Preventing flooded evaporators during a power outage
CO2 transcritical booster systems are designed with specific strategies to prevent CO2 evaporators from flooding during a power outage. When the power drops in a system using a stepper-motor electronic expansion valve (EEV), the EEV typically will hold its exact position. Accordingly, CO2 transcritical booster systems are often designed to have a solenoid valve at the inlet of the EEV, which can be set to close upon losing power to help prevent flooding of the evaporator. Another strategy that would work is to install a battery backup on the case control to shut off refrigerant flow when necessary.
Systems equipped with pulse-width modulated (PWM) valves — which are in effect high cycle rate solenoid valves — are designed to automatically close to prevent liquid from flooding the evaporator, thereby protecting the compressor when power comes back on. Before the system is up and running again, service contractors should make sure that they clearly understand how the valves in each system will operate and/or close — and to confirm that any floodback mitigation strategies have worked as expected.
Leading CO2 system design strategies
Refrigeration system designers have made tremendous strides in exploiting CO2’s unique properties into sustainable refrigeration architectures. Today, system design strategies have evolved into two primary architectures that differ greatly from traditional HFC-based systems.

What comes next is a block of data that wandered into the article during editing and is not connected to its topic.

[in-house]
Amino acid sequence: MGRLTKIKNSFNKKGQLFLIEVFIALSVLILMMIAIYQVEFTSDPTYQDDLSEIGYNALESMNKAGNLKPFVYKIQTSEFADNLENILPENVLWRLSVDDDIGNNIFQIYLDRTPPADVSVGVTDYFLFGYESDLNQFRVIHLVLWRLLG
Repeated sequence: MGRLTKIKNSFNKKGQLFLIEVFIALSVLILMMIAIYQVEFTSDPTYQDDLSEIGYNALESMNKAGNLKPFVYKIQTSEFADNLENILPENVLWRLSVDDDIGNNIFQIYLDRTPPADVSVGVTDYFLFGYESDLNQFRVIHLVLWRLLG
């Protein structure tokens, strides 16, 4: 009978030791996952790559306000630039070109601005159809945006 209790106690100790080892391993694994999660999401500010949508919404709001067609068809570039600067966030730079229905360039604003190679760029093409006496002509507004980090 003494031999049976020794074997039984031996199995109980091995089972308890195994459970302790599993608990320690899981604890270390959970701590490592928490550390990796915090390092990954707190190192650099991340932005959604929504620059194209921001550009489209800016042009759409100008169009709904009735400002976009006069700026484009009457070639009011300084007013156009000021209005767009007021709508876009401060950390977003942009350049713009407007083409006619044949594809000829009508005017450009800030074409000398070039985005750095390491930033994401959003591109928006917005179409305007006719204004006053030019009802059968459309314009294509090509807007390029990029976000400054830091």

CO2 transcritical booster system
CO2 transcritical booster systems are designed so that MT compressors discharge into a gas cooler, typically located on the roof of a facility. With system pressures potentially reaching 1,400 psi on a hot summer day, R-744 must be cooled before it can be condensed. Thus, refrigerant is circulated back into the building through a high-pressure valve, which drops the pressure to a useable state (550 psi) and deposits a refrigerant mixture of vapor and liquid inside the flash tank at 40 °F equivalent saturation.
Next, the system circulates the 40 °F liquid through insulated liquid lines to feed all the MT and LT cases and provide the cooling loads. The MT cases are equipped with an EEV, and the MT suction gas feeds the MT compressors. On the LT side where loads could be -20 °F, the cases are also fitted with an EEV and are supported by a separate set of LT compressors that discharge into the MT suction group.
The system also utilizes a bypass line that’s designed to relieve the pressure on the flash tank. As ambient temperatures rise and fall, flash tank pressures can also fluctuate. Thus, the bypass line helps to release the excess flash tank pressure through a bypass gas valve and stabilize it to approximately 550 psi (pressure may vary based on system design), where it is directed into the MT suction group. In effect, the MT compressors are being fed by three sources:
– The total heat of rejection from the LT compressors
– The MT suction from the evaporators